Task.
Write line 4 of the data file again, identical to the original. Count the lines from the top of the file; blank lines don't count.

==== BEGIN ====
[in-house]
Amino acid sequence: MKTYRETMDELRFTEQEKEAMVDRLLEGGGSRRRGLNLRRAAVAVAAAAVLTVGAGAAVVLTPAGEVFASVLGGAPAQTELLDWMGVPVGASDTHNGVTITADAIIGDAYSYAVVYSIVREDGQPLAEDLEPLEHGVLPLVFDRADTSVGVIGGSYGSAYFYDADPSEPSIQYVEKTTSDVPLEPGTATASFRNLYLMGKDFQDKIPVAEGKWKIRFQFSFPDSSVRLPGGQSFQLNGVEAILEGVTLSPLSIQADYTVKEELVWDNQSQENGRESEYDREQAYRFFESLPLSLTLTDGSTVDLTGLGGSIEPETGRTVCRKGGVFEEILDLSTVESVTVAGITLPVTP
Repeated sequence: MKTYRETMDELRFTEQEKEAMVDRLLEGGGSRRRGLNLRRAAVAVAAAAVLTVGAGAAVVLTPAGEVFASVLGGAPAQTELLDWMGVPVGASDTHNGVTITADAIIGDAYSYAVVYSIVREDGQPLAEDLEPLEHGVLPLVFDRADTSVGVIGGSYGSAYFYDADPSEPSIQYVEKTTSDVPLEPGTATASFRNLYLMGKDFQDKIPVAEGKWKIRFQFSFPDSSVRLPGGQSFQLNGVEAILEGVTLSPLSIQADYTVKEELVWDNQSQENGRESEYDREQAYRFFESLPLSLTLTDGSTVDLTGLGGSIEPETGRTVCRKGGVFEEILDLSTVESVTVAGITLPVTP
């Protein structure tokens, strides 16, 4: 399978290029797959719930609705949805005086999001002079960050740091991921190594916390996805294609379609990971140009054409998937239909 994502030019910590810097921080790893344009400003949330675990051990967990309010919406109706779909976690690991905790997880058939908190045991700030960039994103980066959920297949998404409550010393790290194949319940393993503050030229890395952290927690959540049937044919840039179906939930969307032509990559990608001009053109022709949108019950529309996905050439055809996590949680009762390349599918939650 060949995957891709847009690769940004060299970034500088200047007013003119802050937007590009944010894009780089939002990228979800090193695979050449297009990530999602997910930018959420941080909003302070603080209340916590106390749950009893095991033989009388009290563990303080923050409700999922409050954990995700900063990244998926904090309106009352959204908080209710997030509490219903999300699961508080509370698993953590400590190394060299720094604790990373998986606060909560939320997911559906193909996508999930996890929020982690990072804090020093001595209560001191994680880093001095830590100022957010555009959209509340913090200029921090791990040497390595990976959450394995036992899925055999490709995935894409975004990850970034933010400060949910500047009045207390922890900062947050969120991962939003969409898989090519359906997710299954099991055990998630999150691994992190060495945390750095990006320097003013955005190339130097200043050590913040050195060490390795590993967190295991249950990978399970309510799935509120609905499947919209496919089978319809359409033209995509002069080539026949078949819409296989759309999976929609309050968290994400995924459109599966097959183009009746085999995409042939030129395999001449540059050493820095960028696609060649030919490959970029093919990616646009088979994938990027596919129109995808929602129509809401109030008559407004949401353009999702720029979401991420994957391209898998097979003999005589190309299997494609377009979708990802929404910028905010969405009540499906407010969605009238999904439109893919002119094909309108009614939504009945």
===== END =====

């Protein structure tokens, strides 16, 4: 399978290029797959719930609705949805005086999001002079960050740091991921190594916390996805294609379609990971140009054409998937239909 994502030019910590810097921080790893344009400003949330675990051990967990309010919406109706779909976690690991905790997880058939908190045991700030960039994103980066959920297949998404409550010393790290194949319940393993503050030229890395952290927690959540049937044919840039179906939930969307032509990559990608001009053109022709949108019950529309996905050439055809996590949680009762390349599918939650 060949995957891709847009690769940004060299970034500088200047007013003119802050937007590009944010894009780089939002990228979800090193695979050449297009990530999602997910930018959420941080909003302070603080209340916590106390749950009893095991033989009388009290563990303080923050409700999922409050954990995700900063990244998926904090309106009352959204908080209710997030509490219903999300699961508080509370698993953590400590190394060299720094604790990373998986606060909560939320997911559906193909996508999930996890929020982690990072804090020093001595209560001191994680880093001095830590100022957010555009959209509340913090200029921090791990040497390595990976959450394995036992899925055999490709995935894409975004990850970034933010400060949910500047009045207390922890900062947050969120991962939003969409898989090519359906997710299954099991055990998630999150691994992190060495945390750095990006320097003013955005190339130097200043050590913040050195060490390795590993967190295991249950990978399970309510799935509120609905499947919209496919089978319809359409033209995509002069080539026949078949819409296989759309999976929609309050968290994400995924459109599966097959183009009746085999995409042939030129395999001449540059050493820095960028696609060649030919490959970029093919990616646009088979994938990027596919129109995808929602129509809401109030008559407004949401353009999702720029979401991420994957391209898998097979003999005589190309299997494609377009979708990802929404910028905010969405009540499906407010969605009238999904439109893919002119094909309108009614939504009945």